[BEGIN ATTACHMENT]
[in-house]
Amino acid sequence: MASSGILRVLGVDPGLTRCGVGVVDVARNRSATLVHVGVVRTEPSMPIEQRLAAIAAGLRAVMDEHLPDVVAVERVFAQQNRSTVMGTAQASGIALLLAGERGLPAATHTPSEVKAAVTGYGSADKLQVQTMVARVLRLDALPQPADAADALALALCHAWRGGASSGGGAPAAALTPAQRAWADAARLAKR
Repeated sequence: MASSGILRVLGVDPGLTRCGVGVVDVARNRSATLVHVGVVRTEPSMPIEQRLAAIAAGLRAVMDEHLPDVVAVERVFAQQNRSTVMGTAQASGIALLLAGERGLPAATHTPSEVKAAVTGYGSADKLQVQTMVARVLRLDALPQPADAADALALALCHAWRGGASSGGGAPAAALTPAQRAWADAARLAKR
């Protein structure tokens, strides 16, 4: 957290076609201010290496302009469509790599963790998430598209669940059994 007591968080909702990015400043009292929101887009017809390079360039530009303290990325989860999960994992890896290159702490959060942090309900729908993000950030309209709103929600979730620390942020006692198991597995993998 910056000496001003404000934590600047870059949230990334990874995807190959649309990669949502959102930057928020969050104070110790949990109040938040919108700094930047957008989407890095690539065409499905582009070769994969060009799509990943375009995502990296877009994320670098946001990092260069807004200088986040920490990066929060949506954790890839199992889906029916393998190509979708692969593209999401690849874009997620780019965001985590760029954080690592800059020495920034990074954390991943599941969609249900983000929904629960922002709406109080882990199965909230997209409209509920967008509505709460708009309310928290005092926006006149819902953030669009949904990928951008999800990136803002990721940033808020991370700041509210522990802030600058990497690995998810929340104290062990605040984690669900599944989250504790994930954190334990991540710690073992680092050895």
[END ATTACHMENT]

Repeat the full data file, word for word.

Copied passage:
[in-house]
Amino acid sequence: MASSGILRVLGVDPGLTRCGVGVVDVARNRSATLVHVGVVRTEPSMPIEQRLAAIAAGLRAVMDEHLPDVVAVERVFAQQNRSTVMGTAQASGIALLLAGERGLPAATHTPSEVKAAVTGYGSADKLQVQTMVARVLRLDALPQPADAADALALALCHAWRGGASSGGGAPAAALTPAQRAWADAARLAKR
Repeated sequence: MASSGILRVLGVDPGLTRCGVGVVDVARNRSATLVHVGVVRTEPSMPIEQRLAAIAAGLRAVMDEHLPDVVAVERVFAQQNRSTVMGTAQASGIALLLAGERGLPAATHTPSEVKAAVTGYGSADKLQVQTMVARVLRLDALPQPADAADALALALCHAWRGGASSGGGAPAAALTPAQRAWADAARLAKR
């Protein structure tokens, strides 16, 4: 957290076609201010290496302009469509790599963790998430598209669940059994 007591968080909702990015400043009292929101887009017809390079360039530009303290990325989860999960994992890896290159702490959060942090309900729908993000950030309209709103929600979730620390942020006692198991597995993998 910056000496001003404000934590600047870059949230990334990874995807190959649309990669949502959102930057928020969050104070110790949990109040938040919108700094930047957008989407890095690539065409499905582009070769994969060009799509990943375009995502990296877009994320670098946001990092260069807004200088986040920490990066929060949506954790890839199992889906029916393998190509979708692969593209999401690849874009997620780019965001985590760029954080690592800059020495920034990074954390991943599941969609249900983000929904629960922002709406109080882990199965909230997209409209509920967008509505709460708009309310928290005092926006006149819902953030669009949904990928951008999800990136803002990721940033808020991370700041509210522990802030600058990497690995998810929340104290062990605040984690669900599944989250504790994930954190334990991540710690073992680092050895």